What you are describing is commonly known as "false bass".
What you are describing is commonly known as "false bass". The fact is that while there is nothing actually generating these bass frequencies, they are in the air as if there was a source for them. Say you play a 16 foot C on an organ, (32hz). There will be harmonics of 64hz, 96hz, 128hz, 160hz, 192hz, 224hz, 256hz, etc., (some of these notes sound very ugly when instruments like natural horns play them). Now lets say your system has a LF limit of 30hz. If you play a 32 foot C, (16hz), your system won't reproduce the fundamental but it will reproduce the first harmonic, 32hz and the rest of the harmonics. The reason you can hear the missing fundamental and recognize that this is a 32 foot note and not a 16 foot note is the presence of the second harmonic, 48hz, (a G), and all subsequent harmonics with 16hz intervals. The 48hz harmonic and the 32hz harmonic will combine to produce a 16hz resultant. Pipe organs utilize this phenomenon to
produce a 32 foot stop when there are actually no 32 foot pipes. It is easy to experienc this if you have a piano. Just play a low C on the piano, then play the same C and the G above it at the same time, it will sound like you are playing a C an octave lower than the one you're playing. If you are playing orchestral recordings, they will sound to have lower bass than your system is capable of because of all this harmonic inter-action.
On Thursday, February 20, 2014 12:18:47 PM, John Haley <[log in to unmask]> wrote:
Something to keep in mind on the topic of bass and small drivers is that
>sometimes what you are hearing for deep bass tones is really the first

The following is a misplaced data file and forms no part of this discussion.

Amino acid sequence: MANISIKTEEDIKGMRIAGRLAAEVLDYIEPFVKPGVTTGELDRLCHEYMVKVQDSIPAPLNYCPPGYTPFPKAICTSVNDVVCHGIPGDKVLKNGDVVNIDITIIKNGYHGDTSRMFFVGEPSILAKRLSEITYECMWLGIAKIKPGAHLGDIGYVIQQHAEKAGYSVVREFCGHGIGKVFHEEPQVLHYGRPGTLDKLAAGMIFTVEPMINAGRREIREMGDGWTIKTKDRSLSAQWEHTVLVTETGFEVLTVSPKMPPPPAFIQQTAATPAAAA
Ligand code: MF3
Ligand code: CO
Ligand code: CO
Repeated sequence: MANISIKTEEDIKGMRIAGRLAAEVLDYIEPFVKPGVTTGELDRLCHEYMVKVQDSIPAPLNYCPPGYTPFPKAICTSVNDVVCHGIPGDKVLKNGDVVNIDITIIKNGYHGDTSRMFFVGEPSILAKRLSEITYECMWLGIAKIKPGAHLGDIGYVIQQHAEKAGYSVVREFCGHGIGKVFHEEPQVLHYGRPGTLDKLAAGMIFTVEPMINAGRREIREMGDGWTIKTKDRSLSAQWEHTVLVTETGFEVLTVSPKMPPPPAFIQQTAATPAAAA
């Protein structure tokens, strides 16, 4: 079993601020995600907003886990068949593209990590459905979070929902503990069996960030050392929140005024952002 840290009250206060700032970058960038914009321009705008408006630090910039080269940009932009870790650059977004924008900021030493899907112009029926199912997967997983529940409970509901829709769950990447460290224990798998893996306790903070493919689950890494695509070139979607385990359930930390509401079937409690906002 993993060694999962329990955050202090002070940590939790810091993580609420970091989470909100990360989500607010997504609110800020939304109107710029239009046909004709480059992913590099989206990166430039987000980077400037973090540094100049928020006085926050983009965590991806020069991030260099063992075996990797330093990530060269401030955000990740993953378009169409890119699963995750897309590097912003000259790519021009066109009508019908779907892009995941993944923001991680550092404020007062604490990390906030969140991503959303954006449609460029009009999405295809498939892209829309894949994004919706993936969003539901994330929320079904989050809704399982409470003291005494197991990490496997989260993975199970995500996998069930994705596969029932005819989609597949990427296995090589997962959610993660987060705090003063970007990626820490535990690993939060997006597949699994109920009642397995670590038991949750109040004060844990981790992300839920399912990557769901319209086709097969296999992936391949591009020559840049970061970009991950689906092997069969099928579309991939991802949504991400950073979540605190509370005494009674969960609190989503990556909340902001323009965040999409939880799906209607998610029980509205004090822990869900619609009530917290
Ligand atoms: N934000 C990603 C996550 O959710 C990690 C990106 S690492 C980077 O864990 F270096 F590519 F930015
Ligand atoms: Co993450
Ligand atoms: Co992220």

>harmonic an octave higher, which is often strong and can sometimes "mask"
>as the real thing where it is reproduced strongly but the deep fundamental
>tone is actually missing. Our ears can be fooled into thinking that the
>real bottom tone is there.
>For me, nothing compares to a real subwoofer. For many popular small
>speaker systems, what they are calling the subwoofer is really the woofer.
>The other great benefit of using a real sub, which I think still pertains
>in today's world, is that whatever driver is handling the midrange will
>often perform with a lot more clarity if that same driver does not have to
>move in and out a inch or so to produce the lower tones, while at the same
>time struggling to produce the much shorter wavelengths of midrange tones.
>As Tom said, bass tones can be very directional, but our sense of where the
>bass tones are coming from can be largely determined by their harmonics,
>including those generated by the attack of the note. These harmonics are
>often high enough to be directional. They ought to be picked up by the L
>and R speakers if reasonably full range. I don't know what happens when it
>all passes thru a bass-management stage of a modern A-V amp.
>On Thu, Feb 20, 2014 at 10:58 AM, Frank Strauss <[log in to unmask]> wrote:
>> Hi Tom-In response to what David said about bass drums not having a
>> definite pitch, I can tell you from the experience of playing in the drum
>> corps of a bagpipe band, that bass drums, as well as tenor and snare drums
>> most certainly have pitches, and much time is spent in the very good bands
>> with harmonizing the drum corps with the pipe corps. This isn't going to
>> help you, because it is hopelessly out of production, but I use an Altec
>> Lansing ACS45.1 powered computer speaker system. It has a right and left
>> speaker and a sub woofer that sits under the desk. It sounds very nice to
>> my ears. I have used it for PP shows and it fills a room nicely, and
>> people comment on the sound quality. It makes sitting at the computer much
>> more pleasant. It was succeeded by ACS340, which is around, but also out
>> of production, I think. I bought a Klipsch G 17 Air, to use with a
>> laptop. Amazon has it for $204, and they say it has a list of $549. It is
>> quite an awful little unit. The only thing nice about it is that it's
>> bluetooth. No bass, no separation, and very volume limited.
>> Frank B Strauss, DMD